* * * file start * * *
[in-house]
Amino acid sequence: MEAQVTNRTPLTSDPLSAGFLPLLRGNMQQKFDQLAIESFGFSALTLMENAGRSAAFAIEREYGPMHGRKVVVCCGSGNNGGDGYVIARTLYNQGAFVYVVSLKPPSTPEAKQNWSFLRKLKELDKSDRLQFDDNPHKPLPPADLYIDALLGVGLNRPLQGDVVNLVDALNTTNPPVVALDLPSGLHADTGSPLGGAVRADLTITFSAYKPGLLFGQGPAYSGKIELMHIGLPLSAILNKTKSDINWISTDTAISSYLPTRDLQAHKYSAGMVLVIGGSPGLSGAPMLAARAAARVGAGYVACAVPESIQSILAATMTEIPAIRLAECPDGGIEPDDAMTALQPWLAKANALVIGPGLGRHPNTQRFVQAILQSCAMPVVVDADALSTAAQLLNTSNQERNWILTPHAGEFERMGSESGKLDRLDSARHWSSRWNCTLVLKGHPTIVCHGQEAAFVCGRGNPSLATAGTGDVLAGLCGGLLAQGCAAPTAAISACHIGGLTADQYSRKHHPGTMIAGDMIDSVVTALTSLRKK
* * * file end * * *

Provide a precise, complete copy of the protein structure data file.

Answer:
[in-house]
Amino acid sequence: MEAQVTNRTPLTSDPLSAGFLPLLRGNMQQKFDQLAIESFGFSALTLMENAGRSAAFAIEREYGPMHGRKVVVCCGSGNNGGDGYVIARTLYNQGAFVYVVSLKPPSTPEAKQNWSFLRKLKELDKSDRLQFDDNPHKPLPPADLYIDALLGVGLNRPLQGDVVNLVDALNTTNPPVVALDLPSGLHADTGSPLGGAVRADLTITFSAYKPGLLFGQGPAYSGKIELMHIGLPLSAILNKTKSDINWISTDTAISSYLPTRDLQAHKYSAGMVLVIGGSPGLSGAPMLAARAAARVGAGYVACAVPESIQSILAATMTEIPAIRLAECPDGGIEPDDAMTALQPWLAKANALVIGPGLGRHPNTQRFVQAILQSCAMPVVVDADALSTAAQLLNTSNQERNWILTPHAGEFERMGSESGKLDRLDSARHWSSRWNCTLVLKGHPTIVCHGQEAAFVCGRGNPSLATAGTGDVLAGLCGGLLAQGCAAPTAAISACHIGGLTADQYSRKHHPGTMIAGDMIDSVVTALTSLRKK